A laser allows people to be identified by heartbeat
The device developed by the Pentagon and called Jetson consists of an infrared light laser vibrometer (invisible to the human eye) that can observe a person's heartbeat about 200 meters away.
This 'cardiac signature', as with fingerprints, face or iris, belongs to the set of what is called 'biometric fingerprints', traits that are unique and exclusive in each person and therefore allow them to be distinguished and identified individually.autThe Jetson laser works as a Doppler laser vibrometer that allows you to measure the vibrations and oscillations of a surface, in this case, those that occur in the heart because of the beating.
Laser vibrometry to quantify the movement of the heartIn engineering, vibrometry has numerous applications; from the automotive industry, to detect vibrations in engines and vehicles, and even in infrastructure maintenance, such as verifying from the ground that unwanted vibrations do not occur in wind turbines.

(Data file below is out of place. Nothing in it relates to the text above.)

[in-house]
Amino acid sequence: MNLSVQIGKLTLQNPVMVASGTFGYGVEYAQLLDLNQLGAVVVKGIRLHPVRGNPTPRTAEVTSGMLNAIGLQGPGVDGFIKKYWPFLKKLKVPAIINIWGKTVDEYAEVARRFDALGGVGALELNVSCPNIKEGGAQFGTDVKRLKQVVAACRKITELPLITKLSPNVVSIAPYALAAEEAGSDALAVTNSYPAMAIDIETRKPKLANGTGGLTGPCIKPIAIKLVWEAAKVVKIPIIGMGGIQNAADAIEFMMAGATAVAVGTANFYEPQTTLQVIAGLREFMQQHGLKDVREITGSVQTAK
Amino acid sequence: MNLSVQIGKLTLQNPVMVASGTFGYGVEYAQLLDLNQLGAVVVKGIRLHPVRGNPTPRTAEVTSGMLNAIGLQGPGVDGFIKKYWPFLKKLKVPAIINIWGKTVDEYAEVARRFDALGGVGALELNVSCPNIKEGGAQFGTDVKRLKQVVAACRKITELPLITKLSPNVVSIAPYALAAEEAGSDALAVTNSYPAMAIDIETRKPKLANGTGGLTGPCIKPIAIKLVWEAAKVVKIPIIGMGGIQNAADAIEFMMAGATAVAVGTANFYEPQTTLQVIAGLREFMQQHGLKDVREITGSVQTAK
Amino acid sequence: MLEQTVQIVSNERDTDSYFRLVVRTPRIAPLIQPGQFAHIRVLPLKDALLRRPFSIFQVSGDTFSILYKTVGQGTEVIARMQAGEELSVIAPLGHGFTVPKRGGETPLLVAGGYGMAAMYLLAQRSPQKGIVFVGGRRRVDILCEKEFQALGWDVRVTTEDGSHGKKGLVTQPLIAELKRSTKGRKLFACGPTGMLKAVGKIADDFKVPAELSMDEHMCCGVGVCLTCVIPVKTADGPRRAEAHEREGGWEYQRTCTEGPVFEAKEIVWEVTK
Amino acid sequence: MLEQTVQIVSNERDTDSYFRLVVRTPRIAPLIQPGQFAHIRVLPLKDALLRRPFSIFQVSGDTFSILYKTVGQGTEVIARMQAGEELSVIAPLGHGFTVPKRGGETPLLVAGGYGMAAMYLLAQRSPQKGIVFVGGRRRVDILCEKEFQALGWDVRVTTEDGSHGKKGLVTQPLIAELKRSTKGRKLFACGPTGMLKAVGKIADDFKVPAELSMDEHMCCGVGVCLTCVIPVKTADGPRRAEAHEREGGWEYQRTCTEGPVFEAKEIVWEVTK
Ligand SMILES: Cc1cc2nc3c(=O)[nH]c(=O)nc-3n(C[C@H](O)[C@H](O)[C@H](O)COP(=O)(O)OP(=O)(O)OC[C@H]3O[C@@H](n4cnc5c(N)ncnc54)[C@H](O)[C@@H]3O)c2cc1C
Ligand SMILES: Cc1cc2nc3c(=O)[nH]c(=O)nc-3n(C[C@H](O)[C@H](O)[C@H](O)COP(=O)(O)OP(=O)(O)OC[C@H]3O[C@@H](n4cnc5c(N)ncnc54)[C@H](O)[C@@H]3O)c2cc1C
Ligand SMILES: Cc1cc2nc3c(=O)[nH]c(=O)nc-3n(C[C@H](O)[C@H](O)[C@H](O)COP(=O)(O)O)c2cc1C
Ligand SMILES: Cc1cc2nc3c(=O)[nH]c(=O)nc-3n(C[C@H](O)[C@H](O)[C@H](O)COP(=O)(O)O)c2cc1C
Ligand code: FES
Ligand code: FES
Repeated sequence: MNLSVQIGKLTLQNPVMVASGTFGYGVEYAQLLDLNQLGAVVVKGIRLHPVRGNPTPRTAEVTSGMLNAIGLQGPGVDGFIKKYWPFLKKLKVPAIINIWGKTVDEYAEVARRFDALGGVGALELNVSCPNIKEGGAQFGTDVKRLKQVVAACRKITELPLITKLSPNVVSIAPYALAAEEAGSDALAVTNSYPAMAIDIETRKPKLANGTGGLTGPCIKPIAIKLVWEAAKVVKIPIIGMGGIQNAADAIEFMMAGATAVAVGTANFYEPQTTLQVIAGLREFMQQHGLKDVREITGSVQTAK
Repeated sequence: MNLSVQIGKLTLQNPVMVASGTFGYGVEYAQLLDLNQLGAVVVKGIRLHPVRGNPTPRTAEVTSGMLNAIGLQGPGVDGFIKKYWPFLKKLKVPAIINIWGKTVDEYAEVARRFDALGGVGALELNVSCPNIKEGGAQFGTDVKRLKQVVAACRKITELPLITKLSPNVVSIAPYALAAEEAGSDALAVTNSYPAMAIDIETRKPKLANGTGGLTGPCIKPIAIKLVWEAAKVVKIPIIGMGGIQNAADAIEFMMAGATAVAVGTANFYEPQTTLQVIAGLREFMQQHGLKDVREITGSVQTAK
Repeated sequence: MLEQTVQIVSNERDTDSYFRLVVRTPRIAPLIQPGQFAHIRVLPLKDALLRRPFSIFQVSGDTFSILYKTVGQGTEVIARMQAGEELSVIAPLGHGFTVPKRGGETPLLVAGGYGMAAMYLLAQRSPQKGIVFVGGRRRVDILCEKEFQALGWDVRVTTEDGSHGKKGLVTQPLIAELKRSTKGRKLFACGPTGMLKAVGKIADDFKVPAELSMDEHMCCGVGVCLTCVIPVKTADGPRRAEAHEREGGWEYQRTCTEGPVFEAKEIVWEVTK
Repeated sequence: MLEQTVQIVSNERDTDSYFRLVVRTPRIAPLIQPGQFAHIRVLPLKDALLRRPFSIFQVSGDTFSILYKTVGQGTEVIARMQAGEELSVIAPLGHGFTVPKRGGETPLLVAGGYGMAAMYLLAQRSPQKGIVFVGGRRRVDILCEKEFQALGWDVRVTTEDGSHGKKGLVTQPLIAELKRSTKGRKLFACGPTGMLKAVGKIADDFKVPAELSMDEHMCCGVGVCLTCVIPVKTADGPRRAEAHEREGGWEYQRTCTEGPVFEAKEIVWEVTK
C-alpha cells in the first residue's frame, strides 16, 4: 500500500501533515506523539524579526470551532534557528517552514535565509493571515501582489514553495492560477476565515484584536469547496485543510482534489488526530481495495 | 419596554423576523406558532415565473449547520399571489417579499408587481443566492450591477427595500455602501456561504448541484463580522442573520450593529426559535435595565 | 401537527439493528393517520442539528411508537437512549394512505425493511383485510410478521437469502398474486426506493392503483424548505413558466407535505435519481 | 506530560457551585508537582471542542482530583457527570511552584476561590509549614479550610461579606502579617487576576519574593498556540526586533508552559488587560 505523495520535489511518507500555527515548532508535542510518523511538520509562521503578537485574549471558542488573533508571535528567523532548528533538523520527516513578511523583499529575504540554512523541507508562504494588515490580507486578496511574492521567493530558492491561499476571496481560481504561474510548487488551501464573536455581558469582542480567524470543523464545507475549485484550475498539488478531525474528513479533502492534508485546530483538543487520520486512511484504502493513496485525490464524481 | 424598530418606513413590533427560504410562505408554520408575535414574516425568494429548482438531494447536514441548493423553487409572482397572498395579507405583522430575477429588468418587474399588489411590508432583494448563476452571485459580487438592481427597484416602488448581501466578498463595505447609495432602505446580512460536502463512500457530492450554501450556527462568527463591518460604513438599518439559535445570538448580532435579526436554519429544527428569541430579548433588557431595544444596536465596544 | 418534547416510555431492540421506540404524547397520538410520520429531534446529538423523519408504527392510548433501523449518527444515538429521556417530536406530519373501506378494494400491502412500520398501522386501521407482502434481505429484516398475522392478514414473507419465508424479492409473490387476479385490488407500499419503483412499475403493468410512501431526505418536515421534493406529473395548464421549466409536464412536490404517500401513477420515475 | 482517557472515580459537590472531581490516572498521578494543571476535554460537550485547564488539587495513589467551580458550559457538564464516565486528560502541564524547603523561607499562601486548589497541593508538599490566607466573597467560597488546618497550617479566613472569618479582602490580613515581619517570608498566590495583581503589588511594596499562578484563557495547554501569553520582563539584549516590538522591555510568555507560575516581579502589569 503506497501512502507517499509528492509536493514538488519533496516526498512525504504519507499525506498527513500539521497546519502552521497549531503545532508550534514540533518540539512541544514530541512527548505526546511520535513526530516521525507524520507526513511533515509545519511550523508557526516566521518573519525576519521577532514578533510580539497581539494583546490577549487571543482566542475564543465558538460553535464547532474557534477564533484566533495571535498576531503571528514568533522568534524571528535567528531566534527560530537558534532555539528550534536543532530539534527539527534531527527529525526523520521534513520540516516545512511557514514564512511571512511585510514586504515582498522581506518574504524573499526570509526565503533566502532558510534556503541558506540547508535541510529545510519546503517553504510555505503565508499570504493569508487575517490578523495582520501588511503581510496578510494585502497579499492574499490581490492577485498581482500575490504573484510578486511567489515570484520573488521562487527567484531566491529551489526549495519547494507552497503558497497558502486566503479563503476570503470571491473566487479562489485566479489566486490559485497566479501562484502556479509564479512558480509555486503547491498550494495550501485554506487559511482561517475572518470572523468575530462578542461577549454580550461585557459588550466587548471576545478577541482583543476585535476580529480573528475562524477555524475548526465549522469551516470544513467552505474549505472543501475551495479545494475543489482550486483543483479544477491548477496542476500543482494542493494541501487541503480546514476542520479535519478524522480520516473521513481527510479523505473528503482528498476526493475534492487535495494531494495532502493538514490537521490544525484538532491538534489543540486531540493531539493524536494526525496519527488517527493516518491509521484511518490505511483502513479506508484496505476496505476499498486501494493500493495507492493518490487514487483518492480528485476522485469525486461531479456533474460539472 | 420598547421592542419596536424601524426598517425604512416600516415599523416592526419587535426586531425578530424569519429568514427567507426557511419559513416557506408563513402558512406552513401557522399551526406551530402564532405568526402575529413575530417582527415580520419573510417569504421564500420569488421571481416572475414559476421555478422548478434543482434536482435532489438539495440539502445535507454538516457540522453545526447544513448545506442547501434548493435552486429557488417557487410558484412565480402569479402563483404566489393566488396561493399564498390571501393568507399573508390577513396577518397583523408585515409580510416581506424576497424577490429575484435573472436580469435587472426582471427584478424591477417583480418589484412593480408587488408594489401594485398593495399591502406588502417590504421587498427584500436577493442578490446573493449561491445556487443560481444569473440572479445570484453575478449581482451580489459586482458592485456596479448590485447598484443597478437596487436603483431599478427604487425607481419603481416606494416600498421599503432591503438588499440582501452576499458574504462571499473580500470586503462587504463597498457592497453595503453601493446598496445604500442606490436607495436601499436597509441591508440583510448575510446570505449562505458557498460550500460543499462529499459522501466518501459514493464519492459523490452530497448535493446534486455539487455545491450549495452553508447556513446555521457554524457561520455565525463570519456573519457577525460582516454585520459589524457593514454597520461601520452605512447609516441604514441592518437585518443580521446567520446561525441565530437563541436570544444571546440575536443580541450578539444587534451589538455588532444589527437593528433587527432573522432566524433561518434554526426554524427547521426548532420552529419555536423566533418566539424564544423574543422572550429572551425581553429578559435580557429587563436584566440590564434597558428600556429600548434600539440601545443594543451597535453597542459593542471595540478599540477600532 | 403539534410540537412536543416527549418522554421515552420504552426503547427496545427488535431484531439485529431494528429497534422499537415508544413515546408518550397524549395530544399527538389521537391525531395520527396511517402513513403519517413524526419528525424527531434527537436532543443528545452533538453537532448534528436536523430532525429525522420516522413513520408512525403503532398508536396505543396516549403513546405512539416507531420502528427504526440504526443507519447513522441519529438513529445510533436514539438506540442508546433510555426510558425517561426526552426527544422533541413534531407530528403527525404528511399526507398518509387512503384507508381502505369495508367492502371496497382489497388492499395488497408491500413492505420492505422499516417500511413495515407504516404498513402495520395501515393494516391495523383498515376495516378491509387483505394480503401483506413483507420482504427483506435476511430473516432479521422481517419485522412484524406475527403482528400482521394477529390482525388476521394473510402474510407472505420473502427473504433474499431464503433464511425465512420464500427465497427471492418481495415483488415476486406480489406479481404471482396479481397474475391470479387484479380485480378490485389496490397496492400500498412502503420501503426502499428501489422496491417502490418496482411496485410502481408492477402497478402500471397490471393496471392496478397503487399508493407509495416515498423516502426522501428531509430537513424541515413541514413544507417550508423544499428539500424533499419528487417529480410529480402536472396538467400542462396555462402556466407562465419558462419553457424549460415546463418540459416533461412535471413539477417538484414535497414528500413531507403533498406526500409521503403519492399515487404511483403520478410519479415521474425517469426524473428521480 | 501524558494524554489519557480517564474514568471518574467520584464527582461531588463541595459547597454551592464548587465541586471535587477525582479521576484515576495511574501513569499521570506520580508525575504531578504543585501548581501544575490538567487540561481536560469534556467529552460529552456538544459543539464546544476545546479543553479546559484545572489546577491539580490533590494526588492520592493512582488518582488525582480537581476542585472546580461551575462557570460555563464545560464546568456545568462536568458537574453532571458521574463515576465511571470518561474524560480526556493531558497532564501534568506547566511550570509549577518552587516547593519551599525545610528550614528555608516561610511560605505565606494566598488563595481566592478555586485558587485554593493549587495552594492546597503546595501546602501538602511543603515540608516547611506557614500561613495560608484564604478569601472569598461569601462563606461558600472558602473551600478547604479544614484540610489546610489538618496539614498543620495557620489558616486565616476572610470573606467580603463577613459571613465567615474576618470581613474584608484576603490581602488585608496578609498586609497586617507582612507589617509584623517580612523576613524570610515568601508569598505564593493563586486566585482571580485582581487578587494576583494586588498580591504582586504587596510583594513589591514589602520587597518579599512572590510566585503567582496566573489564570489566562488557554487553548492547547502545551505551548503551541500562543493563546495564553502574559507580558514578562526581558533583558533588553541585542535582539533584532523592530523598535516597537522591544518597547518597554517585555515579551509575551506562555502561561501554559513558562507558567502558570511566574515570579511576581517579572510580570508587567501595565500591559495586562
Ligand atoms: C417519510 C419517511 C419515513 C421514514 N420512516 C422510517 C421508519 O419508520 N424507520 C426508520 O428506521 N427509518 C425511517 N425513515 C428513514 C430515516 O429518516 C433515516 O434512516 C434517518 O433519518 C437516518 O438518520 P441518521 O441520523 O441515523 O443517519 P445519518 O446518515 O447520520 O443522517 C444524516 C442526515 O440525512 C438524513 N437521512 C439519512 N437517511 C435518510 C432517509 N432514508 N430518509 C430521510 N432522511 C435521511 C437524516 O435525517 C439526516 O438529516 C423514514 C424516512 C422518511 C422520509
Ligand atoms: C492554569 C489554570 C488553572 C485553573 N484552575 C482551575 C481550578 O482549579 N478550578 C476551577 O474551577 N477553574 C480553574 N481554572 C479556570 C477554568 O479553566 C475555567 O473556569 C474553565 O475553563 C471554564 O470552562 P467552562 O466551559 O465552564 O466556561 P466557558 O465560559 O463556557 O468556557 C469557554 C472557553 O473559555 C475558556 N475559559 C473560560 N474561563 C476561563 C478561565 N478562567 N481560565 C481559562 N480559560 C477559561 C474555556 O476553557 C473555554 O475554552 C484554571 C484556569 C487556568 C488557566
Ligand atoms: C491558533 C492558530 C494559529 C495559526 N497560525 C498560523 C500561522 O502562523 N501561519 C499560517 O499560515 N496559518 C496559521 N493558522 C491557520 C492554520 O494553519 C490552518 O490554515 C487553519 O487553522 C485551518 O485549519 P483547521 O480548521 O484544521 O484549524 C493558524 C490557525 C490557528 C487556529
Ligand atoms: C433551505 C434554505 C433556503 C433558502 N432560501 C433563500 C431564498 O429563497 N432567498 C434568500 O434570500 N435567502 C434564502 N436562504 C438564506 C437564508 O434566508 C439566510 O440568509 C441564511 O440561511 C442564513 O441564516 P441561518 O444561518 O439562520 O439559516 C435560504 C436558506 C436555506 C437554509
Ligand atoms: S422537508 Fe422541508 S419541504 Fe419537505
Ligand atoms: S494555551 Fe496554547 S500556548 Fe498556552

As with other biometric traces, the relationship between an identity and a biometric trait will only be possible if there is a previous record that associates this unique character with a specific person.
In its current version, the Jetson laser can identify a specific individual with 95% accuracy "under the right conditions", which with the current prototype requires that the person be seated or standing.
More effective than facial recognition Unlike what happens with fingerprints or with the face, the heart rate is more difficult, if not impossible, to modify or hide.
The Jetson laser can "read" the cardiac footprint through clothing. And using a laser of greater power can, in theory, be used from a greater distance.
"I do not say that subjects can be identified from space," says Steward Remaly, a Pentagon official at MIT Technology Review. "But from a greater distance."